What would you do if a person called you claiming they have identified you as an heir to an unclaimed estate? Would you know which questions to ask to ensure that this is not a scam?
That’s where it gets complicated: You’re likely to believe what you’re told and accept what you get without question.
Take the case of the estate of Annie Layton: Celtic Research represented heirs to her estate, but another firm, UKPF (UK and Eire People Finder Ltd.) had their claim approved by the Government Legal Department (GLD) before Celtic’s claim was accepted. This gave UKPF the legal right to act for the estate -which isn’t a problem if the genealogy firm is professional and acts in the best interest of the estate.
However, Celtic found that UKPF were charging unlawful fees– in clear contravention of their duties to the estate. Hoping that this was a misunderstanding, they asked their solicitors to write to UKFP and here is an excerpt of the letter:
As the letter points out, UKPF charged fees from the Gross estate – in breach of their client contract; plus they mischarged VAT and added certificate costs and admin fees, which should have formed part of their full service.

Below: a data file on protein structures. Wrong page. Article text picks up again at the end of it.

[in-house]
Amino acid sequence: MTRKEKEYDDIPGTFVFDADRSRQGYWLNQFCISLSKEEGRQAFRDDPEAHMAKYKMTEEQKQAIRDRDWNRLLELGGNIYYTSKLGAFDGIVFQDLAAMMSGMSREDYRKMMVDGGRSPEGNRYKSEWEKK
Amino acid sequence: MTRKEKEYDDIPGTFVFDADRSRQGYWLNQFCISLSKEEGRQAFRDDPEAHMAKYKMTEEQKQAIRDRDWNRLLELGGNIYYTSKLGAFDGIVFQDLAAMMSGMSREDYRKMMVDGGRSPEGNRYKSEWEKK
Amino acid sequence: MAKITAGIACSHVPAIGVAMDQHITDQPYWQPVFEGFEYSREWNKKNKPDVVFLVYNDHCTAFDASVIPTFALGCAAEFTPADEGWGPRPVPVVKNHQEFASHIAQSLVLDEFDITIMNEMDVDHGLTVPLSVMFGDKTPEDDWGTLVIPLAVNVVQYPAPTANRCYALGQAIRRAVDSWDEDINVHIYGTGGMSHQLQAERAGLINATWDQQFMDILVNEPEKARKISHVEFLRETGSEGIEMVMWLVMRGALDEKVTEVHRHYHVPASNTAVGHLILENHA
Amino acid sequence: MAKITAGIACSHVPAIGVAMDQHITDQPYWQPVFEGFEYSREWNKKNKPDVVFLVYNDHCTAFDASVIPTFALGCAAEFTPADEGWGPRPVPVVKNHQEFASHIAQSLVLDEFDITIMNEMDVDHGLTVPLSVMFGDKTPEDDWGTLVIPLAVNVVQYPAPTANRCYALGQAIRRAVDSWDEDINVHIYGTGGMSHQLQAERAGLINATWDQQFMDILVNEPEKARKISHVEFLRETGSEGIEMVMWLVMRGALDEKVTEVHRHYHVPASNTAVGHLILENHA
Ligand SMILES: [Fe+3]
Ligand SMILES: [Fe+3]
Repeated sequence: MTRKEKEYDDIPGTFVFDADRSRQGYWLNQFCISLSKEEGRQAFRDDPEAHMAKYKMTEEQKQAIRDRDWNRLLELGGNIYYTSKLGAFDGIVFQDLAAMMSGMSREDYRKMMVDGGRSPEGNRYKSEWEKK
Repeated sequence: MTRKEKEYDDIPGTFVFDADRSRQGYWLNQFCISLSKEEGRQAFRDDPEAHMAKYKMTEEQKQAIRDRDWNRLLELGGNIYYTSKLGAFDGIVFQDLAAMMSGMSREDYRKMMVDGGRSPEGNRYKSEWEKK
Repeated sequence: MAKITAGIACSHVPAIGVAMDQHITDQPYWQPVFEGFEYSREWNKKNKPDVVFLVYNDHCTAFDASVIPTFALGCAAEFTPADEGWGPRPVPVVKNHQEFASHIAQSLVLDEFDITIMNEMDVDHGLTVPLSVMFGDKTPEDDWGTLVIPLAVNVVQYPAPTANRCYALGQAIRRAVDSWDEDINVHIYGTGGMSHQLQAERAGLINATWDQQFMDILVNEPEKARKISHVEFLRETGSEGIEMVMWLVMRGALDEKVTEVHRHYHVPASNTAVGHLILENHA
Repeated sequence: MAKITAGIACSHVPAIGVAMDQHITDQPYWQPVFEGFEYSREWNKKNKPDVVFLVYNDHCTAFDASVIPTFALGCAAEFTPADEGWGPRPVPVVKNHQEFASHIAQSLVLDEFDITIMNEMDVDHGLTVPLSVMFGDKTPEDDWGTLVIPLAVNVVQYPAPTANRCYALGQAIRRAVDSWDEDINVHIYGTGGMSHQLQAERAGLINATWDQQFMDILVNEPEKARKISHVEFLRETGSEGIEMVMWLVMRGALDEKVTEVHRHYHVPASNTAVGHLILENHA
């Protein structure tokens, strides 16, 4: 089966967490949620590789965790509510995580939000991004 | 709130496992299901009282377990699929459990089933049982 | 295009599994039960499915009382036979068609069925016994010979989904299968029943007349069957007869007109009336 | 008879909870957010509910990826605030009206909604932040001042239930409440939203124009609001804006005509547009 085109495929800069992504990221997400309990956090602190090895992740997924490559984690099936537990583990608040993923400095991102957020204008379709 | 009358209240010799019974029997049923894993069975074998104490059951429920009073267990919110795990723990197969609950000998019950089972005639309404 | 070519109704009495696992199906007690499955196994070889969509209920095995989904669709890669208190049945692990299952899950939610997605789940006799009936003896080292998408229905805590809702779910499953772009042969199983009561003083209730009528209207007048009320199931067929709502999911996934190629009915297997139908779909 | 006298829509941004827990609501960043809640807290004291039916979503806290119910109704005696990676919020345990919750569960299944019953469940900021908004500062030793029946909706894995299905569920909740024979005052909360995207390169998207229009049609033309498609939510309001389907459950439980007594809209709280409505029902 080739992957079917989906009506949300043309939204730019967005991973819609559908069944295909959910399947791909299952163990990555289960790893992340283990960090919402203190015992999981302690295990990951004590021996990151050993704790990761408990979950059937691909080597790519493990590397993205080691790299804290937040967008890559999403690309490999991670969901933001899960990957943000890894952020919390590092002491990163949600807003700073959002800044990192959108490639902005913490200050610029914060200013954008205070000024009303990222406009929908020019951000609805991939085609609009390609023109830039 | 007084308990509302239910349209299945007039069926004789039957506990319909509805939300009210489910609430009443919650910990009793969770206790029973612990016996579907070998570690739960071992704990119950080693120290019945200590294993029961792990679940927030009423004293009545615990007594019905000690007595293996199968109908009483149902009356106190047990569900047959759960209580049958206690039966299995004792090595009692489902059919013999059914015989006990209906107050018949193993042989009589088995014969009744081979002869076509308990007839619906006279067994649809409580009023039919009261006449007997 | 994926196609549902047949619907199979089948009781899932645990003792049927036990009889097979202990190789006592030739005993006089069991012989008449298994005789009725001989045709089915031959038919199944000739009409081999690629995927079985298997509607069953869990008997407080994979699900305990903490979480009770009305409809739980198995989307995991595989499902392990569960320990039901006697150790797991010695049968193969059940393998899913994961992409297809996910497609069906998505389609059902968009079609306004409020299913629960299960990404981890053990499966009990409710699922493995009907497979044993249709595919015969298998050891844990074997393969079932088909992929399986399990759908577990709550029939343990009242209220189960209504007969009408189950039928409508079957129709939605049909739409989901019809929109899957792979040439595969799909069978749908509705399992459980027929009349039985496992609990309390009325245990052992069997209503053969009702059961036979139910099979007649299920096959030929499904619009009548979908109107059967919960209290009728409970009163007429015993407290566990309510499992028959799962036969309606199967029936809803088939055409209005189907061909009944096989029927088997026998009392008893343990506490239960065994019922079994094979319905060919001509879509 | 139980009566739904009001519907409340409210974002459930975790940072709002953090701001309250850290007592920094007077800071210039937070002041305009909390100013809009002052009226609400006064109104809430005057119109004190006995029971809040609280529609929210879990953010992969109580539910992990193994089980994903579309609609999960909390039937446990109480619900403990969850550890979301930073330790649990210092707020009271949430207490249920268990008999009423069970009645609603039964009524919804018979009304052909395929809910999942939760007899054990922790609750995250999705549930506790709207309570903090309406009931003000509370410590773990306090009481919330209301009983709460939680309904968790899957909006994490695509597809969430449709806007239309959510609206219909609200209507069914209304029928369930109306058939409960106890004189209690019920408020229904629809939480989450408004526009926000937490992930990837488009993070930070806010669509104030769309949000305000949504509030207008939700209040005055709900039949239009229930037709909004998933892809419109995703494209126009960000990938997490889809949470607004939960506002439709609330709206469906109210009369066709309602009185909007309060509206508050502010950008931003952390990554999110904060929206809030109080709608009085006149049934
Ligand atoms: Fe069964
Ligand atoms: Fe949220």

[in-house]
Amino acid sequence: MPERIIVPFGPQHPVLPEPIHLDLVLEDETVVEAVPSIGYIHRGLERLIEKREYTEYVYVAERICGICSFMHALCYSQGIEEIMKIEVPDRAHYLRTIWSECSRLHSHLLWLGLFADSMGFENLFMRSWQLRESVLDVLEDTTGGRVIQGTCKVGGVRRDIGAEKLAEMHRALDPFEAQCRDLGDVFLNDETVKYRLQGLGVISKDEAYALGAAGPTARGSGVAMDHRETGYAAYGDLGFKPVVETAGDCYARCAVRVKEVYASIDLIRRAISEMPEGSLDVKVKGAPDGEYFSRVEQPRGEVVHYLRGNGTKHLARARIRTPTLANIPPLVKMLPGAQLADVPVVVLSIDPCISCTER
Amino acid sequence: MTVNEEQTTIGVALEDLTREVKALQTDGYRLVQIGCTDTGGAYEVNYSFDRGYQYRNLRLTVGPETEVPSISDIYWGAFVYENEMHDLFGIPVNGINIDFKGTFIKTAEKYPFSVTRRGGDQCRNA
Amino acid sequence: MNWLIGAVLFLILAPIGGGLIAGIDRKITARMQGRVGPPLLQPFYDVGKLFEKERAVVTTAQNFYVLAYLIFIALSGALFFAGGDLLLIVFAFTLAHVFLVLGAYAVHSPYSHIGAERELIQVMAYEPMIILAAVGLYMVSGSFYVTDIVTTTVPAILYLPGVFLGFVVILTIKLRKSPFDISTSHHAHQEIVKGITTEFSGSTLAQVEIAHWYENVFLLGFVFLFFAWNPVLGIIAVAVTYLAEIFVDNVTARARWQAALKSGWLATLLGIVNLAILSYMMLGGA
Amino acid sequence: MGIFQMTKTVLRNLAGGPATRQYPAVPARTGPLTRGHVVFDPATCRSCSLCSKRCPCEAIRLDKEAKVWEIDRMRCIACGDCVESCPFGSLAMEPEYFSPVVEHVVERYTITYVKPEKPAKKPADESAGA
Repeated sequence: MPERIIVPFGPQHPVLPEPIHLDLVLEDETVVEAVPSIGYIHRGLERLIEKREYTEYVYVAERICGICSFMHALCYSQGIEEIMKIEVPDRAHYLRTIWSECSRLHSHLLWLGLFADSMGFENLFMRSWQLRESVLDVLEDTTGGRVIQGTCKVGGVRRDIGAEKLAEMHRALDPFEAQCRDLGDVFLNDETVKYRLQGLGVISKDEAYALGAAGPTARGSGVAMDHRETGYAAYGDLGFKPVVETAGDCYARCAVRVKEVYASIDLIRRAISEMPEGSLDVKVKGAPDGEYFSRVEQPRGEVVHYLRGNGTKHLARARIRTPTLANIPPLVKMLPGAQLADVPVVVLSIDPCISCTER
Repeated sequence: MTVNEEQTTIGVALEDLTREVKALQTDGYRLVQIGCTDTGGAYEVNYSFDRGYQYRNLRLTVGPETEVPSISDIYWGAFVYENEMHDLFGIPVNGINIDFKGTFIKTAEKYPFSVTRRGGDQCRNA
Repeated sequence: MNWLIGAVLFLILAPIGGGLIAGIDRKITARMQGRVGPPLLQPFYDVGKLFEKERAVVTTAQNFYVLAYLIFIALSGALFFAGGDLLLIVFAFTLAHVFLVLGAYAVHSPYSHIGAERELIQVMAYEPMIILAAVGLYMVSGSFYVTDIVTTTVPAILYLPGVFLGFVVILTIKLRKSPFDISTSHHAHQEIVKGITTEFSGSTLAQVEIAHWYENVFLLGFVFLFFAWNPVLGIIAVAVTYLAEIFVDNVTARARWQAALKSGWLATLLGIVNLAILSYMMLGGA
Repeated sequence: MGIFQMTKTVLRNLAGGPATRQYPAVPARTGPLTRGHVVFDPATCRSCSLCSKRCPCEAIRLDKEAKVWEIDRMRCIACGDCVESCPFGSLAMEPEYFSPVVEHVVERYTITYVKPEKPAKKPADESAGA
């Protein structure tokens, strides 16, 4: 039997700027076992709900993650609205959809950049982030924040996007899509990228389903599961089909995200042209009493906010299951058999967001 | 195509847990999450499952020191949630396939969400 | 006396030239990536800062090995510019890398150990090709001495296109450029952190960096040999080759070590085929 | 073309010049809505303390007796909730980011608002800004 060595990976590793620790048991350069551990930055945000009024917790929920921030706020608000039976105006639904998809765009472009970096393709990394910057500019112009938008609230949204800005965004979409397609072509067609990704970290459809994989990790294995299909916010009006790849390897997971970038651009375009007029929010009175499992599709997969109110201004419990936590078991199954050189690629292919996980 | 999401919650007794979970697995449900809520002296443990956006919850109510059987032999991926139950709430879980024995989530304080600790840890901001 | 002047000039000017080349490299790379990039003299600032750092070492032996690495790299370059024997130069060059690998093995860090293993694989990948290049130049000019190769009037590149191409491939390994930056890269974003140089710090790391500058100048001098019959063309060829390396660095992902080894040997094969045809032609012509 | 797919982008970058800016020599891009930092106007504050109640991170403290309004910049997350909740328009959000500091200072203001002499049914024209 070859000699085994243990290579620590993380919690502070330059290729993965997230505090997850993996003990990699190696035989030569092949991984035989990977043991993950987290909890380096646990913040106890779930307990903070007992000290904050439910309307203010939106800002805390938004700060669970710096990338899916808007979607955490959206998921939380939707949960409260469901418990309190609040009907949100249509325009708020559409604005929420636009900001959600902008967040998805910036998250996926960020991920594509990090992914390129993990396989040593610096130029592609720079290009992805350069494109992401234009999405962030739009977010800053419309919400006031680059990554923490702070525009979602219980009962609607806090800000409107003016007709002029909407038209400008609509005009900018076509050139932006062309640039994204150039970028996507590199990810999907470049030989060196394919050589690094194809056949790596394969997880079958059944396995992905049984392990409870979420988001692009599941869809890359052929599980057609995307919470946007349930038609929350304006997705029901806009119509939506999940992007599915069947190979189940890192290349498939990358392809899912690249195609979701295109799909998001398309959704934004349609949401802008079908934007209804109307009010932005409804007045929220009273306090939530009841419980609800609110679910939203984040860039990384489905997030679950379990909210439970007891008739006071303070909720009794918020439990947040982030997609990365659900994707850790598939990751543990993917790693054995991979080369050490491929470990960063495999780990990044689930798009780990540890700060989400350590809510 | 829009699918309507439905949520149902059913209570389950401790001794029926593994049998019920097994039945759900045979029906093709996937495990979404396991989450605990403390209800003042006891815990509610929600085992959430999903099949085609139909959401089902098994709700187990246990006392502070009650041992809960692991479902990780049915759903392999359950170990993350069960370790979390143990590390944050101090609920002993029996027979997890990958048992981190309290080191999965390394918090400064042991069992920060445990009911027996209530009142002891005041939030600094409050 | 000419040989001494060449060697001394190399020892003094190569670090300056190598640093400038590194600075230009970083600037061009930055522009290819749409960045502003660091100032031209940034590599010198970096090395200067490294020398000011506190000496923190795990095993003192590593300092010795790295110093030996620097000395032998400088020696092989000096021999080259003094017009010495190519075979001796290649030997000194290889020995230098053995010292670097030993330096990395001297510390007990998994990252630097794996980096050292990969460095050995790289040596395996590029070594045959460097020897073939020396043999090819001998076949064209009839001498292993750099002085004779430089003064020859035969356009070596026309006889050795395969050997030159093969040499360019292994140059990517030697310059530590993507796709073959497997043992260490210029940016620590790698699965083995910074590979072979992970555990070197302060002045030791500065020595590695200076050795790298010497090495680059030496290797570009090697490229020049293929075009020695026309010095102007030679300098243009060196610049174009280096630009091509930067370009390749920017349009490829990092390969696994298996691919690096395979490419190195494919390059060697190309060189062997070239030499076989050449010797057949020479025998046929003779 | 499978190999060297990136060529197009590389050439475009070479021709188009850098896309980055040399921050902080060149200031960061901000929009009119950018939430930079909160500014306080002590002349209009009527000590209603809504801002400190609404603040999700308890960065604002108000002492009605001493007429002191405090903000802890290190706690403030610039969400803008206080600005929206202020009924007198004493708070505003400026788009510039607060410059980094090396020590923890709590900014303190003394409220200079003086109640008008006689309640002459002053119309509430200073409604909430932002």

UKFP never made a substantive response to the letter, or to our knowledge, rectified the problem.
Hector Birchwood of Celtic Research is alarmed by these malpractices and has noticed an increase in tricksters operating in the business of heir hunting. He’s been quoted in the Telegraph creating awareness and offering practical step-by-step advice, but he thinks this isn’t enough, so he’s turning to social media to educate the public.
Hector recommends asking 6 questions before signing a contract with an heir hunter:
1. Get a clear explanation of their fees: An heir hunter’s percentage fee should be derived from the NET value of the inheritance and include ALL the costs of research. They shouldn’t charge extra to facilitate the administration of the estate.
2. Is the heir hunter insured with professional indemnity insurance and what is their insurance limit? Confirm this with their insurer.
3. Will the estate be insured against somebody else making an equal or superior claim after distribution? Make sure they obtain ‘missing beneficiary insurance’ (MBI) and if you are the administrator, ask for a copy of the insurance documents.
4. Have they completed their research? Check your relationship to the deceased: There could be closer relatives, leaving you open to legal action.
5. Will you receive a family tree? A basic family tree should be provided at no cost, so beware if they charge extra for this.
6. How long have they been in business and how much experience do they have?
Prevention is key –so stay tuned for upcoming articles with more specialist advice. Contact us if you have more questions!
–Blog by Manuela Willbold